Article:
Participation in this study will last 24 months and will involve both healthy participants and participants at high risk of schizophrenia. Healthy participants will only participate for 12 months. All participants will undergo baseline assessments that will include an interview, written tests, blood draws, and electroencephalogram (EEG) and magnetic resonance imaging (MRI) scans. Participants at high risk of schizophrenia will then be assigned randomly to receive treatment with either computerized neuroadaptive cognitive training or commercially available computer games. Healthy participants will receive treatment with computerized neuroadaptive cognitive training only. All participants will be asked to complete 60-minute sessions of their assigned treatments 5 days per week for 8 weeks. For participants receiving cognitive training, exercises will focus on improving speed and accuracy in the perception of and response to verbal and visuospatial targets. The treatment will focus on targeted cognitive training (TCT). Participants assigned to practice computer games will play standard, commercially available games, with no targeted response.

Participants will repeat baseline assessments at post treatment and Month 6 of follow-up. The EEG and MRI will be repeated only at the Week 8 assessment visit. There will be a blood draw at Week 2 of treatment as well. After the Month 6 assessment, healthy controls will be complete, and the at risk participants will continue to be followed up out to 24 months.

  Eligibility

Ages Eligible for Study:   12 Years to 35 Years
Genders Eligible for Study:   Both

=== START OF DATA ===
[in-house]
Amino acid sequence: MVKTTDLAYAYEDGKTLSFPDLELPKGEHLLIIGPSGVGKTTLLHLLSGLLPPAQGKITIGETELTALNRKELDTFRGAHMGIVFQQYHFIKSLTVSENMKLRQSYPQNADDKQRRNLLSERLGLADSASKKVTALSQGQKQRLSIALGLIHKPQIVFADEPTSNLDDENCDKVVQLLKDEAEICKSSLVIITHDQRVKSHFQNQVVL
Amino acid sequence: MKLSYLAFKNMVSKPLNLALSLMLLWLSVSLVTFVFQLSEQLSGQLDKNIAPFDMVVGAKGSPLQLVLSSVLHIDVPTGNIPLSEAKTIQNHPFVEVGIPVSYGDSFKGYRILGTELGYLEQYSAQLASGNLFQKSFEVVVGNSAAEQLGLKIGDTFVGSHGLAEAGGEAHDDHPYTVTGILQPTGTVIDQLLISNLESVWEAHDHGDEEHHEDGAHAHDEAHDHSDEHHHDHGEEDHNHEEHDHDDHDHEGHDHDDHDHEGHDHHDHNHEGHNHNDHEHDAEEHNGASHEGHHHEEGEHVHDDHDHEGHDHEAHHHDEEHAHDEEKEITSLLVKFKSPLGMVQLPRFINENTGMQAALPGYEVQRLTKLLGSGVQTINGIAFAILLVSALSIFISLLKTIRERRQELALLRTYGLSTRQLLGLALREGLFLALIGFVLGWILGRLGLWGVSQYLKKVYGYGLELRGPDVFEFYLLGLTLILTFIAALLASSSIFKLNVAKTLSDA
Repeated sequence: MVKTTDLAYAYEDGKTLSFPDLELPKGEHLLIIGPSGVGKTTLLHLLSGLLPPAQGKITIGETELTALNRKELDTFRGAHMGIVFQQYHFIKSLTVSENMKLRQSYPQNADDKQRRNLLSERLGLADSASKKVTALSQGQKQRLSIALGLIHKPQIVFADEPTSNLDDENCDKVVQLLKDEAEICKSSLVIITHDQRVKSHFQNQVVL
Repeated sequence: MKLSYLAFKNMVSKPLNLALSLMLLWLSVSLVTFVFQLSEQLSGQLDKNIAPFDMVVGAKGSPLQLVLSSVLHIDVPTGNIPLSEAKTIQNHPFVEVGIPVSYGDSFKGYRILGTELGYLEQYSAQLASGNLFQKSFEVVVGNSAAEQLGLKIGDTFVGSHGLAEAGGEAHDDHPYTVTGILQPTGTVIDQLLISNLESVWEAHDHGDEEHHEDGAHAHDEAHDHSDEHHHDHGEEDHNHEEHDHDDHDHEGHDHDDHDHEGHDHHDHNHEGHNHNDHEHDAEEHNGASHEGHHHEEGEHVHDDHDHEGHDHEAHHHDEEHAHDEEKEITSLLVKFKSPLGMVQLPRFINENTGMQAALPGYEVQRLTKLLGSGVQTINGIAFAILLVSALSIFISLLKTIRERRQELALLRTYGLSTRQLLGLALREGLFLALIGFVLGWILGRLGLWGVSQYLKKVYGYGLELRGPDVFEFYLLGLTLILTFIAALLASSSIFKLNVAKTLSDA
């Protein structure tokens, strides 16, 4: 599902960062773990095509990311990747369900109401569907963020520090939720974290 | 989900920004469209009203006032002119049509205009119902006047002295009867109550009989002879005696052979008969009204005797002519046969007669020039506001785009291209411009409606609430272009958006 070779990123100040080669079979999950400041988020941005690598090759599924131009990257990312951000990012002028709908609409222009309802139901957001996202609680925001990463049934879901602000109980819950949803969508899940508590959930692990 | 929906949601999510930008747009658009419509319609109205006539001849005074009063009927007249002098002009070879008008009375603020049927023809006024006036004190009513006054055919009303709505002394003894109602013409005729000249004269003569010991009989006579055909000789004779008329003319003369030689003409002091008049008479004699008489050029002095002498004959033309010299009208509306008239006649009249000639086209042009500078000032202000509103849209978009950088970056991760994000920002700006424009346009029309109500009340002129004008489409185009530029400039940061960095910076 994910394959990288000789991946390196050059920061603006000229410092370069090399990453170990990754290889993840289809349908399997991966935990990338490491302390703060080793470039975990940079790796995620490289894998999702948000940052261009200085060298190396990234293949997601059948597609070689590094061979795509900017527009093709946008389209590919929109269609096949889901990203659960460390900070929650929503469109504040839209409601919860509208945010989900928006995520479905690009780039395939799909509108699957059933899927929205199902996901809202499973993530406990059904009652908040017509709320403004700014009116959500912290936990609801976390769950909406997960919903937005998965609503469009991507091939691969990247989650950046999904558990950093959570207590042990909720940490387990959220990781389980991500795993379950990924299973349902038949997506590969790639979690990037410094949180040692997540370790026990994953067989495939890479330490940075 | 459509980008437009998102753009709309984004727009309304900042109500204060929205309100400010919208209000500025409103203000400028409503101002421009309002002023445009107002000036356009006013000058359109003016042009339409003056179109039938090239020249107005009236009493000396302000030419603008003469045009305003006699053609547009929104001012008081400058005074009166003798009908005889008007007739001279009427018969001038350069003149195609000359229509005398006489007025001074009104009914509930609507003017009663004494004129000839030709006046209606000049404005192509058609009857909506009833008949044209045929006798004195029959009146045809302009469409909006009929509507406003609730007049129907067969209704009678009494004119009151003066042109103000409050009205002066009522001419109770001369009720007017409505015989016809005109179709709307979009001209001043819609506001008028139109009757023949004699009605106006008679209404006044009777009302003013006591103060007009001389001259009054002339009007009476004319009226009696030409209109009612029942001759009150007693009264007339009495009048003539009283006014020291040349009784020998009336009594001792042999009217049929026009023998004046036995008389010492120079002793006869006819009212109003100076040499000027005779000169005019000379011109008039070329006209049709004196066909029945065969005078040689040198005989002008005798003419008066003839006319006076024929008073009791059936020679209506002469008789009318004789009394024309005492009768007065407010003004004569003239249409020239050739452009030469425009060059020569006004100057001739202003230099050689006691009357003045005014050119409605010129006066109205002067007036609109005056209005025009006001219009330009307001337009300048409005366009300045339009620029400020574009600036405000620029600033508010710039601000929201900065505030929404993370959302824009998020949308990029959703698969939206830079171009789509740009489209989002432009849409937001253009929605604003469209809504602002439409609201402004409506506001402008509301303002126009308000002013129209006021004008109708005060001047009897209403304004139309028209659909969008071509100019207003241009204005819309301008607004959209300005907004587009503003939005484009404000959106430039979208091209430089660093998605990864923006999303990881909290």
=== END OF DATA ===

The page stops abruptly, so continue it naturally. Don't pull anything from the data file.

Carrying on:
Accepts Healthy Volunteers:   Yes
Criteria

Inclusion Criteria:

  • Meets criteria from the Structured Interview of Prodromal Syndromes for the diagnosis of a prodromal syndrome
  • Good general physical health
  • English is first language
  • Clinically stable (e.g., outpatient status for at least 8 weeks before study entry;on stable doses of medications for at least 1 month before study entry)

Exclusion Criteria:

  • Confirmed neurological disorder
  Contacts and Locations
Choosing to participate in a study is an important personal decision. Talk with your doctor and family members or friends about deciding to join a study. To learn more about this study, you or your doctor may contact the study research staff using the Contacts provided below. For general information, see Learn About Clinical Studies.

Please refer to this study by its ClinicalTrials.gov identifier: NCT00655239

Contacts
Contact: PART Program 415-476-7278

Locations
United States, California
University of California, San Francisco Recruiting
San Francisco, California, United States, 94591
Contact: PART Program    415-476-7278      
Contact: Rachel Loewy, PhD    415-476-7659    rloewy@lppi.ucsf.edu   
Principal Investigator: Rachel Loewy, PhD         
Sponsors and Collaborators
University of California, San Francisco
Investigators
Principal Investigator: Sophia Vinogradov, MD University of California, San Francisco; San Francisco VA Medical Center; NCIRE - The Veterans Health Research Institute
Study Director: Rachel Loewy, PhD University of California, San Francisco
  More Information

No publications provided

Responsible Party: University of California, San Francisco
ClinicalTrials.gov Identifier: NCT00655239     History of Changes
Other Study ID Numbers: R01 MH081051, R01MH081051, DDTR B2-NDS
Study First Received: April 7, 2008
Last Updated: July 2, 2014
Health Authority: United States: Federal Government

Keywords provided by University of California, San Francisco:
Ultra High Risk of Schizophrenia
Prodrome
Psychosis
Schizophrenia
Cognitive Remediation

Additional relevant MeSH terms:
Schizophrenia
Mental Disorders
Schizophrenia and Disorders with Psychotic Features

ClinicalTrials.gov processed this record on November 24, 2014